LITTLE ROCK — Former Arkansas star and the 2020-21 SEC Freshman of the Year Moses Moody is on a fast track to the NBA as the first one-and-done in the history of Razorbacks men’s basketball, and the next step in his hoops journey is a trip to Chicago next week for the 2021 NBA Draft Combine (June 21-27).
Moody’s combine invitation was first reported by Hogville.net on June 8, and since then the complete list of combine invitees has been released revealing approximately 70 draft-eligible players expected to participate in the annual platform for recording player measurables, medical testing, media interviews, tests for athleticism and agility, shooting drills, and live, full-contact 5-on-5 competition.
It’s a big stage for top-shelf players vying to be among the 60 selections spanning the two rounds of the fast-approaching NBA Draft, which will be held July 29 at the Barclays Center in Brooklyn, New York.
Moody (6-foot-6 shooting guard, Little Rock native) becomes the fifth former Hog in the last four years to be invited to the combine, joining Mason Jones (2020), Isaiah Joe (2020), Daniel Gafford (2019), and Jaylen Barford (2018).
It’s unclear at this time whether or not Moody will participate in all of the combine activities that will be available. It’s also unknown if Moody has scheduled any individual or pro day workouts with teams, although it’s likely he will.
After completing one of the most memorable seasons in Razorbacks history three months ago, Moody put a bow on his brief college career in early April when he announced to an ESPN national television audience that he was leaving school early to hire an agent and declare for the 2021 NBA Draft.
“After prayer, talking to my family, careful consideration, and being this close to a lifelong dream, I have decided to hire an agent and enter my name in the 2021 NBA draft,” Moody said during his announcement.
Moody would go on to hire the renowned Klutch Sports Group to represent him — Klutch represents NBA stars LeBron James, Anthony Davis, and Draymond Green among others — and by late April Moody had moved to Los Angeles to begin draft preparations.
Moody is widely projected as a first-round lottery pick (among the first 14 selections), and if it plays out that way he’ll be the first former Razorback to be selected among the first 14 picks since Ronnie Brewer, Jr., was selected 14th overall by the Utah Jazz in the 2006 draft. The only other former Arkansas player to be selected in the lottery-pick range this century was Joe Johnson, who went at No. 10 to the Boston Celtics in the 2001 draft. Bobby Portis was the last Razorback to be drafted in the first round, as he was selected No. 22 overall by the Chicago Bulls in 2015.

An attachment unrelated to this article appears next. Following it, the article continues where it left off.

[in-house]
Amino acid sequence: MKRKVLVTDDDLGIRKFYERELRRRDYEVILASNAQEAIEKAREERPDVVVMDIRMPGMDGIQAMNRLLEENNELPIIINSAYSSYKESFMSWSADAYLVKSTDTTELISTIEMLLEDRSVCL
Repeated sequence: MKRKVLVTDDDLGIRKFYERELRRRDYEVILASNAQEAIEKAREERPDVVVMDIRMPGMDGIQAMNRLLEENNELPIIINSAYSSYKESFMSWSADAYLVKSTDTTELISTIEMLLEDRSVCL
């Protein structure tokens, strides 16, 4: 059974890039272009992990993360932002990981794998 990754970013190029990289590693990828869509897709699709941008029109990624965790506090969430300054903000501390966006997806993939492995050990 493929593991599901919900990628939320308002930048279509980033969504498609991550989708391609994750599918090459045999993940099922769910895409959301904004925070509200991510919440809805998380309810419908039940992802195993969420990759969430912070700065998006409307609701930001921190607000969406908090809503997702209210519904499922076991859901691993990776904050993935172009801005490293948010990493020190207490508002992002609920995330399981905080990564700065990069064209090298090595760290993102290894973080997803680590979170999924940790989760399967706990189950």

Moody will also become only the sixth Arkansas underclassman this century to be drafted immediately after leaving school early, joining Johnson, Brewer, Portis, Gafford, and Joe. Moody will give Arkansas an NBA draft pick for the third consecutive year (Gafford and Joe).
“He should go anywhere from 6 to 15, but I think he’ll be a lottery pick,” was the recent assessment of one NBA scout. “He’s a shooter, a smart player, and he scores within the flow (of the offense).”
Indeed, many NBA mock drafts concur with that draft projection: Lines.com has Moody off the board at No. 6 overall; NBADraft.net has him at No. 8; CBS Sports’ has him at No. 10; NBC Sports projects him to go at No. 11; Tankathon.com has him at No. 12; The Ringer projects him at No. 15; and ESPN/Draft Express has him at No. 18.
A huge factor in draft selection for Moody and others is the order of the lottery picks, which will be sorted out on Tuesday (June 22).
Moody is long (7-foot wingspan) with broad shoulders on his 6-6, 215-pound frame. He’s a consistent volume scorer who does not have to be a volume shot-taker to put points on the board. Moody is a good three-point shooter who is effective in the mid-range because of his ability to get to his spots while using his length to shoot over defenders, and his ability to draw contact and get to the free throw line was elite in ’20-21. A plus-rebounder from the backcourt and a better-than-advertised defender, Moody plays a team-first-not-me-first brand of unselfish basketball that made him a star in the SEC and one of the best players in the nation.